For the fiscal year ending December 2020, Sun International, a hotel and casino group, reported that the Covid-19 pandemic had a significant impact on its business, with adjusted headline earnings falling from R763 million to a loss of R1.1 billion and an adjusted headline loss of 633 cents per share.
Income from continuing operations fell by 49 percent, from R11.8 billion in 2012 to R6.1 billion in 2013, while continuing adjusted EBITDA fell by 72 percent, falling from R3.2 billion in 2012 to R897 million in 2013, according to the company.
According to the company’s preliminary financial results for the first six months of the year in South Africa, revenue decreased by 55 percent to R2.5 billion from the previous comparable period, and adjusted EBITDA decreased by 95 percent to R80 million.
As a result of the resumption of trading in most operations on July 1, 2020,
income and adjusted EBITDA continued to improve steadily throughout the remaining six months until the transition to an adjusted level 3 lockdown, the imposition of the 8pm curfew, and the prohibition on the sale of alcoholic beverages in mid-December 2020.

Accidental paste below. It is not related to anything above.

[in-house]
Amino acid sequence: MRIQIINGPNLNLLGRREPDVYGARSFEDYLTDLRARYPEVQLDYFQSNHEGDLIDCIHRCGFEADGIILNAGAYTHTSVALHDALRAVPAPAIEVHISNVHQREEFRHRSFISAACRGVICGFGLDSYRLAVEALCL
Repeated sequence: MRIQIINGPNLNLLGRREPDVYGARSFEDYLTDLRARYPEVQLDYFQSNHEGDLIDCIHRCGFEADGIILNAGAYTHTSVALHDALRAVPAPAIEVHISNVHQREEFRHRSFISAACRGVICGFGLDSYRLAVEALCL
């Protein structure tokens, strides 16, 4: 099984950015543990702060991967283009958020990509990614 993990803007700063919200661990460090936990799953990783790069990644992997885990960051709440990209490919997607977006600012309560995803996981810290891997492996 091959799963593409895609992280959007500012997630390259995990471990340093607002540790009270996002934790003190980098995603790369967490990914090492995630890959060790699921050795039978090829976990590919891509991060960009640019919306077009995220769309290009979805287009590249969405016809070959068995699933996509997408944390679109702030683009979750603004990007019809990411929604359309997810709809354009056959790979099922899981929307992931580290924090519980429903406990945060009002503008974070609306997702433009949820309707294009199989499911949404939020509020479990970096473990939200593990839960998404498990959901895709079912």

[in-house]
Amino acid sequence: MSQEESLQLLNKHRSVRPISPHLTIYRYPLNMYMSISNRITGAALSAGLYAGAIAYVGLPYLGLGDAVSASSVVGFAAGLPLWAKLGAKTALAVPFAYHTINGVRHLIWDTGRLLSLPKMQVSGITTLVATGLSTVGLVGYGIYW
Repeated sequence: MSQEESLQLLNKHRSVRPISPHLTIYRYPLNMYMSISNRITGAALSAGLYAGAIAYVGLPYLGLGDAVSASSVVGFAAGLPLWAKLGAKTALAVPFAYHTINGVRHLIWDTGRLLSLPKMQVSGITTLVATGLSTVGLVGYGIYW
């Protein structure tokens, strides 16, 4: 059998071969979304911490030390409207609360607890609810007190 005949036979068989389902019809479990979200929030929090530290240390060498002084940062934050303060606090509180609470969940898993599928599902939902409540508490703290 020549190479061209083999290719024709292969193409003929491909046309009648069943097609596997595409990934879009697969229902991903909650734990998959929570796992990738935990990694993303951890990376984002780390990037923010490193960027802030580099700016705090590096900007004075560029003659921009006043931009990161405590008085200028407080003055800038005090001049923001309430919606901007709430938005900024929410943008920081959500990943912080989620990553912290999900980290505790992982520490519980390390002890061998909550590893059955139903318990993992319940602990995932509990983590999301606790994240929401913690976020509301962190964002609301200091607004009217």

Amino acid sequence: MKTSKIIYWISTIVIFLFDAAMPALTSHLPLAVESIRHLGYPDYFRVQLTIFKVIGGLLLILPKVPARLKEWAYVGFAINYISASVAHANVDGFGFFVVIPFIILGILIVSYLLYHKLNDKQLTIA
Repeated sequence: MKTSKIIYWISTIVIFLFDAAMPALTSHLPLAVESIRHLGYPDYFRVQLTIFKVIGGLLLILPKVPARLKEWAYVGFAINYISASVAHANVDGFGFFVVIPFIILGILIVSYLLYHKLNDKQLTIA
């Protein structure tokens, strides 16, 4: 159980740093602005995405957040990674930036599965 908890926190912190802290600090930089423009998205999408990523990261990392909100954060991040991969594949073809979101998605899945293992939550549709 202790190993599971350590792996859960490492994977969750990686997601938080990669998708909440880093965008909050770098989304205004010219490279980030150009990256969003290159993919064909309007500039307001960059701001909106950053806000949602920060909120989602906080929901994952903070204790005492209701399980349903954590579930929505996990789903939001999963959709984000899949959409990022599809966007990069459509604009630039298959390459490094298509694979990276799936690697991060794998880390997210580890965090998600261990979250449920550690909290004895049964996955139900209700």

According to the company, this resulted in a substantial decrease in activity as well as cancellations of reservations for the second part of December 2020 and into January 2021.
Overall revenue from the South African businesses fell by 48 percent from the previous year to R6 billion, with adjusted EBITDA falling by 70 percent to R984 million, according to the company.
The prolonged lockdown and anticipated slow recovery resulted in R1.3 billion in impairment charges for Sun International,
which included R900 million for Sun City, R180 million for Boardwalk, R96 million for The Maslow Sandton, R72 million for intangible assets, and R9 million for other individual assets.
In South Africa, casino revenue fell to R4 billion, a 50 percent decrease from the previous year, while rooms revenue fell 38 percent to R368 million and food and beverage revenue fell 37 percent to R335 million, both decreases from the previous year.
Even with severe trade limitations, South African casino revenue exhibited a favorable trend in the second half of the year, according to the organization, increasing from 52 percent in the third quarter to a whopping 71 percent in the final quarter of 2020 as a percentage of the previous year.